Transcultural Concepts in Nursing Care



3. To expand the theoretical basis for using concepts from the natural and behavioral sciences and from the humanities to pro vide culturally competent nursing care. 4. To provide a contemporary approach to transcultural nursing that includes effective cross-cultural communication, team work, and interprofessional collaborative practice. The editors and chapter authors share a com mitment to: ●● Foster the development and maintenance of a disciplinary knowledge base and expertise in culturally competent care that positively impacts nurses’ clinical judgment. ●● Synthesize existing theoretical and research knowledge regarding nursing care of dif ferent ethnic/minority/marginalized and other disenfranchised populations. ●● Identify and describe evidence-based prac tice and best practices in the care of diverse individuals, families, groups, communities, and institutions. ●● Create an interdisciplinary and interprofes sional knowledge base that reflects hetero geneous healthcare practices within various cultural groups. ●● Identify, describe, and examine methods, theories, and frameworks appropriate for developing knowledge that will improve health and nursing care to minority, under served, underrepresented, disenfranchised, and marginalized populations. Recognizing Individual Differences and Acculturation We believe that it is tremendously important to recognize the myriad of health-related values, beliefs, and lifeways that exist within popula tion categories. For example, differences are rarely recognized among people who identify themselves as Hispanic/Latino yet this group includes people from along the United States– Mexico border, Mexican Americans, Puerto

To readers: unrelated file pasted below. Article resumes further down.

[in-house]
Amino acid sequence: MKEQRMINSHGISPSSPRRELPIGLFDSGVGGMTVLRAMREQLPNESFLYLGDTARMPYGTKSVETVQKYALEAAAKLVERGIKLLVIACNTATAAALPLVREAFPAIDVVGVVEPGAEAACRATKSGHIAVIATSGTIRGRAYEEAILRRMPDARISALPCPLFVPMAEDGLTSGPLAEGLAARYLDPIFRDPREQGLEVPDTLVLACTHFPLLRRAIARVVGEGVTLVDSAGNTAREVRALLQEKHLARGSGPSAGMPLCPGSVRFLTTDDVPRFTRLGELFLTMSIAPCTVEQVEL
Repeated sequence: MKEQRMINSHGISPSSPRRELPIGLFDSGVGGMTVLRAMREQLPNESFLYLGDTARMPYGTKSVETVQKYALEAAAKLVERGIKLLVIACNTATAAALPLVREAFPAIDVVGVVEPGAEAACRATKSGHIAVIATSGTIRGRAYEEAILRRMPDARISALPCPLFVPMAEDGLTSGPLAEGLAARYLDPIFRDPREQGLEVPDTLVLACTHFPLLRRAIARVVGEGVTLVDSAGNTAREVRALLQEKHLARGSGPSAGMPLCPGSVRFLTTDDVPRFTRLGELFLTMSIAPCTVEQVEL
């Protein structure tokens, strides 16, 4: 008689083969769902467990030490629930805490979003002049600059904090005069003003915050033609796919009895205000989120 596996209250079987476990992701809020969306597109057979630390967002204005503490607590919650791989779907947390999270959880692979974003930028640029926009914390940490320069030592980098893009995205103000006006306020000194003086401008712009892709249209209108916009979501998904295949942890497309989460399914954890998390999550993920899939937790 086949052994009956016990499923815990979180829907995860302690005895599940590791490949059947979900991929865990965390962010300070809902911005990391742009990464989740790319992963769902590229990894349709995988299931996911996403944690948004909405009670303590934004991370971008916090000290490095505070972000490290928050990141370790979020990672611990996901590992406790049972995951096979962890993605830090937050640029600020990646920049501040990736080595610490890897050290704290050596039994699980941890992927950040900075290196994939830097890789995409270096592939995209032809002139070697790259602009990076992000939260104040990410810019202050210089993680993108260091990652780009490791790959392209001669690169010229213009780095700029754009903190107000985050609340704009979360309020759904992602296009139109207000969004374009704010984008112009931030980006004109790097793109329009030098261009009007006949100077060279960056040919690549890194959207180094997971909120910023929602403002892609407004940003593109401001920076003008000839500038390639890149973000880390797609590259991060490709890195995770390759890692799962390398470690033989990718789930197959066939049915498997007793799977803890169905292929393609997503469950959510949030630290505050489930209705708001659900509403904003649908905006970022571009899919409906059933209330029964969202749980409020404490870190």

Ricans, Guatemalans, Cubans (such as those living in “little Havana” in Miami), as well as other Central and South American countries. These individuals may share some similarities (e.g., speaking Spanish) but also have distinct cultural differences. It should be noted that people from Spain do not necessarily cultur ally self-identify with individuals from the cul tural groups previously cited; rather, they take pride in being Spanish and speaking Castilian Spanish, the term for the dialects from the northern half of Spain. This brief explanation demonstrates the necessity of cultural assess ment with individual patients and their families; assumptions beyond holding knowledge (basic tenets generally held by members of a cultural group) can result in gross misunderstandings by healthcare professionals and may estrange the patient–nurse relationship.

We would also like to comment briefly on the terms minority and ethnic minorities . These terms are perceived by some to be offensive because they may connote inferiority and marginalization. Although we have used these terms occasionally, we prefer to make reference to a specific culture or subculture whenever possible. We refer to cat egorizations according to race, ethnicity, religion, or a combination, such as ethnoreligion, but we make every effort to avoid using any label in a pejorative manner. We do believe, however, that occasionally the concepts or terms minority or ethnicity are limiting, not only for those to whom the label may apply but also for nursing theory and practice. We believe the concept of culture is richer and has more theoretical usefulness and that diverse cultures is a descriptor of the unique ness and individuality within the breadth and scope of both cultural universality and distinc tiveness. In addition, we believe and espouse that all individuals have cultural attributes while not all are from a minority group or claim a particular ethnicity. Look no further than the familial food traditions and the manner of celebration of a holi day to begin to identify the cultural distinctions of your own family and those of your parents and Copyright © 2023 Wolters Kluwer, Inc. Unauthorized reproduction of the content is prohibited.

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